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A sensible deal in the spirit of good neighbourliness - Nigel Farage MEP
Date 05/04/2017 12:16  Author webmaster  Hits 1323  Language Global

• European Parliament, Strasbourg, 05 April 2017

Nigel Farage MEP, UK Independence Party (UKIP), President of the Europe of Freedom and Direct Democracy Group (EFDD) in the European Parliament - @Nigel_Farage
(Second round. Watch first round speech here)

• Debate: Negotiations with the United Kingdom following its notification that it intends to withdraw from the European Union


Well I keep hearing what a positive project the European Union is, well article 8 of your beloved treaty says the union shall develop a special relationship with neighbouring countries in a spirit of good neighbourness.

Well I get that, I understand that, I’m with that, that makes a lot of sense. So why is that’s the case would Mr Tusk have written clause 22 in his memorandum giving the Spanish a veto over the future of Gibraltar when everyone knows that the Spanish are antagonistic towards the wishes of the people of the Rock?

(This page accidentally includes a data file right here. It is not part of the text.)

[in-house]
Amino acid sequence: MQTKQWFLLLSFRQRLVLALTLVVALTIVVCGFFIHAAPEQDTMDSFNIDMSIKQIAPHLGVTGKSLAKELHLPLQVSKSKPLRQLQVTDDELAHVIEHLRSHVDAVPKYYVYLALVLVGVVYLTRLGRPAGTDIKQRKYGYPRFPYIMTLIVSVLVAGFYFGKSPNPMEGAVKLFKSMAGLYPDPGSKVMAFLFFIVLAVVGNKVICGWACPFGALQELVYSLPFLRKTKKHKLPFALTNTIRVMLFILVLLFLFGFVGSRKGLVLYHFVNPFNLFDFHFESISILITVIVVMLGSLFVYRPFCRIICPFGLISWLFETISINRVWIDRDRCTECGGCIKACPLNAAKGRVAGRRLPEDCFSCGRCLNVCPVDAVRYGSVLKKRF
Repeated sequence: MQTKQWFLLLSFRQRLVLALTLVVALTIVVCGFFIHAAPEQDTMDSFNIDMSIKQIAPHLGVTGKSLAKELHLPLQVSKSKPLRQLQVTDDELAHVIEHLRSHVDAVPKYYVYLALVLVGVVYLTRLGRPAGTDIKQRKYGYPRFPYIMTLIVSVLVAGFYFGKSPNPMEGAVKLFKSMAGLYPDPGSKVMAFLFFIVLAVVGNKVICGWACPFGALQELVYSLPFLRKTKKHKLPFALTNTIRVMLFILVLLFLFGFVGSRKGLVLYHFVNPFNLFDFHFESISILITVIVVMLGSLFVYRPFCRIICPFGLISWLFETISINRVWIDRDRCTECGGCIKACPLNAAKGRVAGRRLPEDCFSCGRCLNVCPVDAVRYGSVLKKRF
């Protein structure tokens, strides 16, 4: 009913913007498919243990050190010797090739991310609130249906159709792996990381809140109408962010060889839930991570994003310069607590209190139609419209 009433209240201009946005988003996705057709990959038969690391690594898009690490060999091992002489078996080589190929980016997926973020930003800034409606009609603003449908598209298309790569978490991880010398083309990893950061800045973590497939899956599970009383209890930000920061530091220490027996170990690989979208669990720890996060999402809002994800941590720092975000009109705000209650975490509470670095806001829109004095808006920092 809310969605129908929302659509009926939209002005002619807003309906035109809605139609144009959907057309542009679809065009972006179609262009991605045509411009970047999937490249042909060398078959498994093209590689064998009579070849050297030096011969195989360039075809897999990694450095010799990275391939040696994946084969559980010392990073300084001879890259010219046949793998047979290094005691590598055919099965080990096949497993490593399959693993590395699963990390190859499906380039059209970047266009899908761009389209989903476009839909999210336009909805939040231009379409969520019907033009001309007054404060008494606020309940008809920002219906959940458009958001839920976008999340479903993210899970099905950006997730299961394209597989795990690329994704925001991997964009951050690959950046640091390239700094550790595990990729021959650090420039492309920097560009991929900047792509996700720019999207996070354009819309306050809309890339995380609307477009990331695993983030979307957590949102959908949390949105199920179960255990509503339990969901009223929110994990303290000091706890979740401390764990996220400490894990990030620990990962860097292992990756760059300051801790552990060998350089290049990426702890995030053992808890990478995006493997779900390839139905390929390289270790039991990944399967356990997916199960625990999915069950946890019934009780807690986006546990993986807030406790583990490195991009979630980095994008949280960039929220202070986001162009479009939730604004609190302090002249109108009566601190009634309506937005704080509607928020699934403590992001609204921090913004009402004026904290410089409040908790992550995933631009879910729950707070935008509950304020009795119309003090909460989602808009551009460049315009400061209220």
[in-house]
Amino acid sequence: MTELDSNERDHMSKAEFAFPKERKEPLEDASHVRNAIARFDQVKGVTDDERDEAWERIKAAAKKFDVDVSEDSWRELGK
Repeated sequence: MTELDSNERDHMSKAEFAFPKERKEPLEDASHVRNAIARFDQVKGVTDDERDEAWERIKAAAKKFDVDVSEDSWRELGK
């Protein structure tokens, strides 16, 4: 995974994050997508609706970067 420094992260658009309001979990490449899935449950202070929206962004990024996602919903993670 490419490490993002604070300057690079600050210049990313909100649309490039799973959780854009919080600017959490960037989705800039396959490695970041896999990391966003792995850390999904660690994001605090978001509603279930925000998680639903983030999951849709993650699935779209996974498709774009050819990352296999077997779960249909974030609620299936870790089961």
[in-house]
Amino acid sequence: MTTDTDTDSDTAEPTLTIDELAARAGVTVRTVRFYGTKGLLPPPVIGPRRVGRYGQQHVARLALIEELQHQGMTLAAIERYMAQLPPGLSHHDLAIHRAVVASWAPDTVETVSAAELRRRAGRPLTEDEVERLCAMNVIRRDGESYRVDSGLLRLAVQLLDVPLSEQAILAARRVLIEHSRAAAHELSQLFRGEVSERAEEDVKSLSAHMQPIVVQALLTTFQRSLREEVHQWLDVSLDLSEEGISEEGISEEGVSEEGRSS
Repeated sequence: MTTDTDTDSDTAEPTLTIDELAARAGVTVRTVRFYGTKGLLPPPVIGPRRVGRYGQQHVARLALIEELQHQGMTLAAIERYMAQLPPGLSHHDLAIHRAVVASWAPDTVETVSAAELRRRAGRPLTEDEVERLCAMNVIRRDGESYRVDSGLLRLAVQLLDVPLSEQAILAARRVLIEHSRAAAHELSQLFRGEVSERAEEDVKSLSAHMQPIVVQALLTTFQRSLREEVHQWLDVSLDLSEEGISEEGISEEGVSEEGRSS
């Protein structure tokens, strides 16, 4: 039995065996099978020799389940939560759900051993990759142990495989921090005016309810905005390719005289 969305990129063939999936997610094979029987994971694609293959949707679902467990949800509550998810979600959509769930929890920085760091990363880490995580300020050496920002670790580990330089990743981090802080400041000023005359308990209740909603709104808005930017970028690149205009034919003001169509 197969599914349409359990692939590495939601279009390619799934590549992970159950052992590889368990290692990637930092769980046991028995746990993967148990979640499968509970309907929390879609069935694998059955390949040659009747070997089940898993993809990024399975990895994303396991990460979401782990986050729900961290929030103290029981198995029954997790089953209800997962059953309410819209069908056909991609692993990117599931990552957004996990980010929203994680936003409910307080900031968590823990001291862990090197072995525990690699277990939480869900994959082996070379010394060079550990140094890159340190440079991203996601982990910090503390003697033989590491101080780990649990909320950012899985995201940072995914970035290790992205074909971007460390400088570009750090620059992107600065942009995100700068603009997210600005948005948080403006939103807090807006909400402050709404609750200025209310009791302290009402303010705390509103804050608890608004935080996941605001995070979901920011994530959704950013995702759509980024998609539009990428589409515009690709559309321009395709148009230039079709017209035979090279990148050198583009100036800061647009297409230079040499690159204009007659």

Any why Monsieur Barner, why in the spirit of good neighbourness would have you plucked this bizarre figure of 52 billion sterling out of the air that you say is our final settlement payment? Remember one thing, from the moment we voted Brexit to the moment we leave we will have net put 30 billion pounds into the European Union and you want another 50. It just doesn’t work, for any negotiation in life to work both sides stake out a position, both sides ask for more than they realistically expect to get, I understand that.

But you’ve gone so far with this that it’s just impossible for us to see any accommodation. I think there needs to be give and take on both sides and I think if you gave on the money and you gave on Gibraltar then what I would like to see the United Kingdom Government doing is saying that the 3.3 million EU citizens living in the UK, they all came to Britain legally and we will now unilaterally guarantee their rights for the future.

Both sides need to give on this for any sensible deal to come out of it, we can walk away without a deal. It will hurt European workers and European companies more than us but surely it makes sense for both of us to come to a sensible accommodation?"